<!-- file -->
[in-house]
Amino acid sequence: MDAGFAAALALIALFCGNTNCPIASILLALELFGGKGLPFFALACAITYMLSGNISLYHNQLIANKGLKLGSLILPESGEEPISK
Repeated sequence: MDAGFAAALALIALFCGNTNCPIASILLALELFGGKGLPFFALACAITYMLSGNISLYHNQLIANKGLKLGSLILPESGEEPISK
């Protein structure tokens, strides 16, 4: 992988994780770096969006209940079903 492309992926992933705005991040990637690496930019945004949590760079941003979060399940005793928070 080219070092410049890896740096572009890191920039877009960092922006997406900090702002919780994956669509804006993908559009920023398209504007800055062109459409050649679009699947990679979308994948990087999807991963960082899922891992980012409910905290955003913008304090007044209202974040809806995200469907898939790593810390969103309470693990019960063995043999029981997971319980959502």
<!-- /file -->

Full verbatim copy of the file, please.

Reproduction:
[in-house]
Amino acid sequence: MDAGFAAALALIALFCGNTNCPIASILLALELFGGKGLPFFALACAITYMLSGNISLYHNQLIANKGLKLGSLILPESGEEPISK
Repeated sequence: MDAGFAAALALIALFCGNTNCPIASILLALELFGGKGLPFFALACAITYMLSGNISLYHNQLIANKGLKLGSLILPESGEEPISK
């Protein structure tokens, strides 16, 4: 992988994780770096969006209940079903 492309992926992933705005991040990637690496930019945004949590760079941003979060399940005793928070 080219070092410049890896740096572009890191920039877009960092922006997406900090702002919780994956669509804006993908559009920023398209504007800055062109459409050649679009699947990679979308994948990087999807991963960082899922891992980012409910905290955003913008304090007044209202974040809806995200469907898939790593810390969103309470693990019960063995043999029981997971319980959502």